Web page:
|Life is not a subset of Business
After a few weeks of vacation I am, as the Spanish might say, “el toro“. Mrs Carruthers assures me that I am, rather, “lleno de toro“.
In the quest to be more efficient I fear that we have lost much of our effectiveness. We have it backwards. Life is not a subset of Business. Rather, Business is a subset of Life. Life is about people, not money.
In our business quest for efficiency (where we want to do as little as possible at the lowest possible cost) we have sucked much of the “Life” out of what we do. We replace calling and talking and listening with a programmed sequence of emails. We do our best to hide behind complex phone answering systems which stop prospects and clients from reaching a real person, especially if we are big important companies. Efficient, maybe. But how effective is it?
This occurred to me when I went to the movies on my last weekend before vacation. Movies in Norway are so expensive that you need to sell a kidney to attend, and I am told this is not allowed anywhere except Brazil.
So it was a privilege to attend a few movies in Cape Town. Even more so, after the catatonic silence of a Norwegian movie house, is the vibrancy of folk munching popcorn as their partners curse about the Coke spilt down their fashionable Levi legs.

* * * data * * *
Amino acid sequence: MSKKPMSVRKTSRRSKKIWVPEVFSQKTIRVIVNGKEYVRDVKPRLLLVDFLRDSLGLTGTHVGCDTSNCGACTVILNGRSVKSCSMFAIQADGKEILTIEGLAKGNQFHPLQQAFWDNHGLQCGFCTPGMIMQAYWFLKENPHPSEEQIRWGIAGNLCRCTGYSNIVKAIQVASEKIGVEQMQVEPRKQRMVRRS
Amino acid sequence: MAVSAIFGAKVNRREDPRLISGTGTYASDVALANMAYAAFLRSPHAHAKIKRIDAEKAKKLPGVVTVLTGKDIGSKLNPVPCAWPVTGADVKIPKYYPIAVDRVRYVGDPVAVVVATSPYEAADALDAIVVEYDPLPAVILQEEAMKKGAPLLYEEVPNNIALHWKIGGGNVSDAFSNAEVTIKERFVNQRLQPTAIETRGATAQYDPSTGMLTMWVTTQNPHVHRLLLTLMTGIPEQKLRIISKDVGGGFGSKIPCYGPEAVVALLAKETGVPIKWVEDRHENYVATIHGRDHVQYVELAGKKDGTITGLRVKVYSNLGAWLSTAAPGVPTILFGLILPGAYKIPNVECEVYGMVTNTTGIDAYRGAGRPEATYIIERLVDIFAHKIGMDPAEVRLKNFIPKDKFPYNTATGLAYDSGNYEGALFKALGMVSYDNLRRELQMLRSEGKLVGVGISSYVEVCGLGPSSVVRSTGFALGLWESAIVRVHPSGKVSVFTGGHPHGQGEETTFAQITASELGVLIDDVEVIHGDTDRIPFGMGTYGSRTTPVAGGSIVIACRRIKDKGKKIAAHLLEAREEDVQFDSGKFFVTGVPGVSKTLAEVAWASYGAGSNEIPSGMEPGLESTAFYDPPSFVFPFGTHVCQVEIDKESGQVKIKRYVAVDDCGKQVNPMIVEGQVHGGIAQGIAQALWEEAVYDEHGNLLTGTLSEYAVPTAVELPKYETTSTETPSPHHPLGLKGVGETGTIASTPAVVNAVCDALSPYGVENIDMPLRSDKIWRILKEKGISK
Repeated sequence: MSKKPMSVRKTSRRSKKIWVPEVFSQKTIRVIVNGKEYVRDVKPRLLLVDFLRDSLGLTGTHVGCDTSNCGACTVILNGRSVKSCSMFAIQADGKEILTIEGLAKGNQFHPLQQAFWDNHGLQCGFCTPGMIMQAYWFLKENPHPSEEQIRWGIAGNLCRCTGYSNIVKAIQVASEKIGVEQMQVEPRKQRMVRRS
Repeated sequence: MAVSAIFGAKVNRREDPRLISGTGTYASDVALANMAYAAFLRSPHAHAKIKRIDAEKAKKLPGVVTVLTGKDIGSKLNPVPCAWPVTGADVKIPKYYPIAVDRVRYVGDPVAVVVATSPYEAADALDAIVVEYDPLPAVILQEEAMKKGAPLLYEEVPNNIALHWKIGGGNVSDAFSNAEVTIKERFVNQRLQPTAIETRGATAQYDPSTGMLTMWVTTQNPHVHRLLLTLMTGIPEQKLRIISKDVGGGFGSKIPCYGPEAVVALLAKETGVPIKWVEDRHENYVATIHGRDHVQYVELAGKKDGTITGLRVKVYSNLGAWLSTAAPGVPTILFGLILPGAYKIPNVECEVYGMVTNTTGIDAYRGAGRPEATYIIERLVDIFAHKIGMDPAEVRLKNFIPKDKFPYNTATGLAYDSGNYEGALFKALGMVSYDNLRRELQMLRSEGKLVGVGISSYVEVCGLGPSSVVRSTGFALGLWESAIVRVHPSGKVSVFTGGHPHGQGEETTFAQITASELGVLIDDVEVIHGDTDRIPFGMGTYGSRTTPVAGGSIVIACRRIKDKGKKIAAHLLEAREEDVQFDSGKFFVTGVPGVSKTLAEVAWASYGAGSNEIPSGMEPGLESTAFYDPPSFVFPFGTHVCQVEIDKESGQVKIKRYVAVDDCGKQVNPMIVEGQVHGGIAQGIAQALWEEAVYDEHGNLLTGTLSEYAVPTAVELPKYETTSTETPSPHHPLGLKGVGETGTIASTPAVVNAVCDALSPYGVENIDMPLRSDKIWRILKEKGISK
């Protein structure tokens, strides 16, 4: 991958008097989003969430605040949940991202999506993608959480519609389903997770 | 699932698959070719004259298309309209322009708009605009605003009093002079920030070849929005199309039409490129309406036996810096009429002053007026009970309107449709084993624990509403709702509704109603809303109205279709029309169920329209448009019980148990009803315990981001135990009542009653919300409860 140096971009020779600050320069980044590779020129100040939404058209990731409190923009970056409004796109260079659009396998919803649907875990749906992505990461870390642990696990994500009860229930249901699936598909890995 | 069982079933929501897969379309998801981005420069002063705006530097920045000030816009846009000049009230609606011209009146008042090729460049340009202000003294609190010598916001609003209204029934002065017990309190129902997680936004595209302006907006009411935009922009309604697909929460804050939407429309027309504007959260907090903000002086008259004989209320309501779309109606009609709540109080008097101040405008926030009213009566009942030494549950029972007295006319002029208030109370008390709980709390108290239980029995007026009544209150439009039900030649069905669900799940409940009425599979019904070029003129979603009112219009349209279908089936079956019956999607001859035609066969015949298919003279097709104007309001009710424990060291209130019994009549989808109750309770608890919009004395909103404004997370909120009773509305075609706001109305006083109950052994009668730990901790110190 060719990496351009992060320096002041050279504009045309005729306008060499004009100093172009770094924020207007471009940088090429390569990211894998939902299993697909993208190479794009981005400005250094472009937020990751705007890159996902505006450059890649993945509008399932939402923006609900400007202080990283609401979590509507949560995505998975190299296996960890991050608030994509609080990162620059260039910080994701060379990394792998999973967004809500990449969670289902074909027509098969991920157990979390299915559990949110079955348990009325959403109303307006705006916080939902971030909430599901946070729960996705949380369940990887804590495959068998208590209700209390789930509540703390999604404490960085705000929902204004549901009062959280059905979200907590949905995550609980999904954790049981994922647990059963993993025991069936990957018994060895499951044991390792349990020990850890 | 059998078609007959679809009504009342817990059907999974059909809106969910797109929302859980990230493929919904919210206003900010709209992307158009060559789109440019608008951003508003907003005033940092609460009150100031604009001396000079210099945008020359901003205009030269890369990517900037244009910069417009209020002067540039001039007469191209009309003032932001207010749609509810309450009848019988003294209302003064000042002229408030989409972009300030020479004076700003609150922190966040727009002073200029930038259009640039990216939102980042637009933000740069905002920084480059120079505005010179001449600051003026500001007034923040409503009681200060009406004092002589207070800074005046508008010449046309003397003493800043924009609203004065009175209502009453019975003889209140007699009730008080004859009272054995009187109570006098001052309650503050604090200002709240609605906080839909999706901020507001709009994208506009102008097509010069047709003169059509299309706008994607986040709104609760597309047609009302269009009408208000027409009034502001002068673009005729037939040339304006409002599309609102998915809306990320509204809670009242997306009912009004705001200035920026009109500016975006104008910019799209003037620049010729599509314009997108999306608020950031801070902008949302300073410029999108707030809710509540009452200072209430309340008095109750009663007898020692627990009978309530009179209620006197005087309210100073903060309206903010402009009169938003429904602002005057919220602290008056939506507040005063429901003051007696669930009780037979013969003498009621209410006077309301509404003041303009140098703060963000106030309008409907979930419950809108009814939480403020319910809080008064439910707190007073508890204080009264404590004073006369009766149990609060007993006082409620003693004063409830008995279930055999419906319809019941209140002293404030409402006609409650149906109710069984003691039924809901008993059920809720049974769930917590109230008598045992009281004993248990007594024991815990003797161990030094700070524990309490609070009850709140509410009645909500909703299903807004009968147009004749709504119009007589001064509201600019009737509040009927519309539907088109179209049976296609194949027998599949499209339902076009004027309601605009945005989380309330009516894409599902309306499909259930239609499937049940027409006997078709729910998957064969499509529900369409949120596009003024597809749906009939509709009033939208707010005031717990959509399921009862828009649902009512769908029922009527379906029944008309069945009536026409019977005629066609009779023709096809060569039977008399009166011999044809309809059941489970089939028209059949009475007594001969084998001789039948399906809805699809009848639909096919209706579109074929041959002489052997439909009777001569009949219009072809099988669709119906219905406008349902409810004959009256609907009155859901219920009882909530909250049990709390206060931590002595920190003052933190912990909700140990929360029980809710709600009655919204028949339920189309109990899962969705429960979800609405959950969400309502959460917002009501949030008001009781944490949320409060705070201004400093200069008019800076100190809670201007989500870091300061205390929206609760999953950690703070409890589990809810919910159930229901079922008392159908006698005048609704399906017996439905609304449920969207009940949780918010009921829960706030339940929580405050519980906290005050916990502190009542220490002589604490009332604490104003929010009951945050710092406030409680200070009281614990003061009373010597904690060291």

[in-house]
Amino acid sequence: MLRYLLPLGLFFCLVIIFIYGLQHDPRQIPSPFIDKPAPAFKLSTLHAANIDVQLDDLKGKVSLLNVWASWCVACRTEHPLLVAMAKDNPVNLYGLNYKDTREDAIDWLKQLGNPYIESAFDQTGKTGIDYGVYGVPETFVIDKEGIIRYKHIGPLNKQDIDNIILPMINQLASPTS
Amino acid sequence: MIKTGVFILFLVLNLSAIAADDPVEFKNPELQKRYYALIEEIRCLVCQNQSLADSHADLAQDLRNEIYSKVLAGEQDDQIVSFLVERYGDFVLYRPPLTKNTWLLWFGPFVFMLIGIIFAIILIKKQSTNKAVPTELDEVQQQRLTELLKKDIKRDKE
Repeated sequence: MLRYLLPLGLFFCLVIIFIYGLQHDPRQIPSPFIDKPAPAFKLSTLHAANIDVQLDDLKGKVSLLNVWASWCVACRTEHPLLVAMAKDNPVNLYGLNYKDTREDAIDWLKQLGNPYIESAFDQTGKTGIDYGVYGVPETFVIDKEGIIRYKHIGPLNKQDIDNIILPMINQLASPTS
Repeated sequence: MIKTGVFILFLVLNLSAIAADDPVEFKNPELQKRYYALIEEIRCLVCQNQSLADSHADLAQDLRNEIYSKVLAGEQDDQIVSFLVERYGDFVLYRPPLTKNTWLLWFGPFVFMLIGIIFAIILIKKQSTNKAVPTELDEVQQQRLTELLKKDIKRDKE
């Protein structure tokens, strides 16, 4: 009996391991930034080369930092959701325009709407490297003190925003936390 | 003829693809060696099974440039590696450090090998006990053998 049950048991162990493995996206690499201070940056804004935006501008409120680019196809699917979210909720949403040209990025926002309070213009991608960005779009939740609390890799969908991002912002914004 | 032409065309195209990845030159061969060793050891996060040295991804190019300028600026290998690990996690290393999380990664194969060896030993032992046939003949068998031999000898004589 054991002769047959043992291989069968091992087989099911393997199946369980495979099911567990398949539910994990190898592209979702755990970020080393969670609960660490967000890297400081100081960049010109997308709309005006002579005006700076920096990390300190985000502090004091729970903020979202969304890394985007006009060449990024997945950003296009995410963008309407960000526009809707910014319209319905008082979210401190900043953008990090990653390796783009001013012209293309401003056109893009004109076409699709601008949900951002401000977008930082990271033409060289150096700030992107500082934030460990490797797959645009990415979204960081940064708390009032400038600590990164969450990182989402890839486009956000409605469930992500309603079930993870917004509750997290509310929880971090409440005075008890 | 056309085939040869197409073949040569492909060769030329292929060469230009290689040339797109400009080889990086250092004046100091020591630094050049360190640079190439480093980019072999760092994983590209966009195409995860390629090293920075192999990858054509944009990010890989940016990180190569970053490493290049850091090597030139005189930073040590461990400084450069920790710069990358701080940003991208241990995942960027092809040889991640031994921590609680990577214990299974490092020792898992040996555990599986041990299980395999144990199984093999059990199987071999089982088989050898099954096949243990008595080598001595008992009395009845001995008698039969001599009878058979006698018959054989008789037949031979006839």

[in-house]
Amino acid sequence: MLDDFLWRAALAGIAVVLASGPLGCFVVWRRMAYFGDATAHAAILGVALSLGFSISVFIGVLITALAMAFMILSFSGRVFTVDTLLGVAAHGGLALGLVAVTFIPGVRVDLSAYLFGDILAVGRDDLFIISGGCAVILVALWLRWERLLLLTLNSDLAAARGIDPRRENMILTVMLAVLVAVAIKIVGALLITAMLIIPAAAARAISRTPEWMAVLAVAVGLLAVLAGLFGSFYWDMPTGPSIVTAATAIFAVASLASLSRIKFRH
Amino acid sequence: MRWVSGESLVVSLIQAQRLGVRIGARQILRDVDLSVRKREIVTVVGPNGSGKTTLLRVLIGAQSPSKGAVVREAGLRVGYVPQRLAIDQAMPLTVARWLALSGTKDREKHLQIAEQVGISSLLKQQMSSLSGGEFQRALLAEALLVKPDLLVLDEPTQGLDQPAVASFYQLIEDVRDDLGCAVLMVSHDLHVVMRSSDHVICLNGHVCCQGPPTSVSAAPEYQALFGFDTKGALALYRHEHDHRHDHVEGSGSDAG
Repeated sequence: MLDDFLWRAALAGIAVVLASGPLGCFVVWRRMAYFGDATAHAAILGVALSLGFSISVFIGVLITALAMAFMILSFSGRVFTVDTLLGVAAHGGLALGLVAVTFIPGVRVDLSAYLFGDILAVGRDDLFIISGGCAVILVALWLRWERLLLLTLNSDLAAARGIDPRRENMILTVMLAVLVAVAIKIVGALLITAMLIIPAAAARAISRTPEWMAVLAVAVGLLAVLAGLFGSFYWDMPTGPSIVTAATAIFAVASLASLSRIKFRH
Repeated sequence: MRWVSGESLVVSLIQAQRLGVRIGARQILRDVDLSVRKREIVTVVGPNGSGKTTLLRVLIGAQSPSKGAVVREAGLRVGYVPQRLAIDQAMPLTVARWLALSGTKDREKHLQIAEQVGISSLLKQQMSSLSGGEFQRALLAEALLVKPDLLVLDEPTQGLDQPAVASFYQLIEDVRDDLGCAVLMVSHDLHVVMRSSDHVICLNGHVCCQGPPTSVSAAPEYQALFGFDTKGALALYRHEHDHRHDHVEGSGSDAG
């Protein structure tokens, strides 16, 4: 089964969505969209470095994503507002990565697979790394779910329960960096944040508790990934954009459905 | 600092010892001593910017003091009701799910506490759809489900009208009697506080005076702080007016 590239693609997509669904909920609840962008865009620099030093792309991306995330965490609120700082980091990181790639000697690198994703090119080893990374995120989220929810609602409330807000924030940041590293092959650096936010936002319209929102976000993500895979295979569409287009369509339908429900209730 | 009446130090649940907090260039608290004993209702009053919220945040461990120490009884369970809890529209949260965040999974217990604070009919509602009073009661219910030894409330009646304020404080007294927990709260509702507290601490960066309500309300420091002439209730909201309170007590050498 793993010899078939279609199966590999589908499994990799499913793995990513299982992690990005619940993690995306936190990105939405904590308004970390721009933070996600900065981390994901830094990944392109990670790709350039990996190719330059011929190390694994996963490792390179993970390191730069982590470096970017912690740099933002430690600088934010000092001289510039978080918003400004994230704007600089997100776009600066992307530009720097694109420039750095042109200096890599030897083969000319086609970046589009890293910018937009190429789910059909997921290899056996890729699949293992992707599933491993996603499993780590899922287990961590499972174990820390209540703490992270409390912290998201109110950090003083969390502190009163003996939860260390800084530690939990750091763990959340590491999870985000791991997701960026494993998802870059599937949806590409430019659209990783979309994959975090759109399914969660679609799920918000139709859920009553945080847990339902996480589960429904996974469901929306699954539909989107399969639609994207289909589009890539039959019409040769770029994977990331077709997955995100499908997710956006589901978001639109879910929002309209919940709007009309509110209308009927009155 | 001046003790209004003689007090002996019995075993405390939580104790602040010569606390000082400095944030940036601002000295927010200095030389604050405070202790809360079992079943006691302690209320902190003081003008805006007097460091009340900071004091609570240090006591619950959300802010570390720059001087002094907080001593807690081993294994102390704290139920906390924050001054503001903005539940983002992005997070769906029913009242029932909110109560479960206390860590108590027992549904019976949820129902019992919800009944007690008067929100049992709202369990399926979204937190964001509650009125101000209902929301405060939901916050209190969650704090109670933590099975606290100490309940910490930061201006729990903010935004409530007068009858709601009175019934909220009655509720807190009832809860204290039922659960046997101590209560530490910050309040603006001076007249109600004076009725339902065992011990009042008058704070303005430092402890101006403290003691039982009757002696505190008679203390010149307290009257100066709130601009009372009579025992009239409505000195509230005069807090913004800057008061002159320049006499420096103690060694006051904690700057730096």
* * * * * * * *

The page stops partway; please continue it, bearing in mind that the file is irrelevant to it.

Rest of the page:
Anyway, as the movie started I fell asleep. I am embarrassed to admit this, but a bottle of good Shiraz, enjoyed on the Milnerton beachfront on a slow Saturday afternoon, has a way of slowing a man right down.
I awoke with a snork, and a dig in the ribs from the fine fellow to my right. We had built an intimate acquaintance as we, together, stood up 17 times to allow the other moviegoers into their seats. One of the benefits of sitting on the aisle is the workout. And it sure allows a rapid escape when the movie is really bad.
Everyone was clapping. As an ex Norwegian tenant this was quite startling. The movie, The Internship, was funny in a heart warming way, and not just for us folk on the sunset side of 30. Even the kids were roaring. (Kids, in this context, below five.)
Do yourself a favour and watch the movie, preferably in a movie house. (I don’t know about you but there’s a peace in not having your eldest son fiddle about with the controller each time he gets bored, usually in the middle of a scene you really, really want to watch.)
As you enter you might also try telling the fine person next to you “I’ll be your seat companion during this movie experience.” It is a great way to get some extra space.
We are people first. When you think of us as “consumers” you lose sight of a key concept. Long before we are consumers of your products, we are mothers and fathers, brothers and sisters, sons and daughters, each of us unique in lots of ways. The more effectively you see us as individuals, the more likely we are to listen to your story. Heck, we might even buy from you.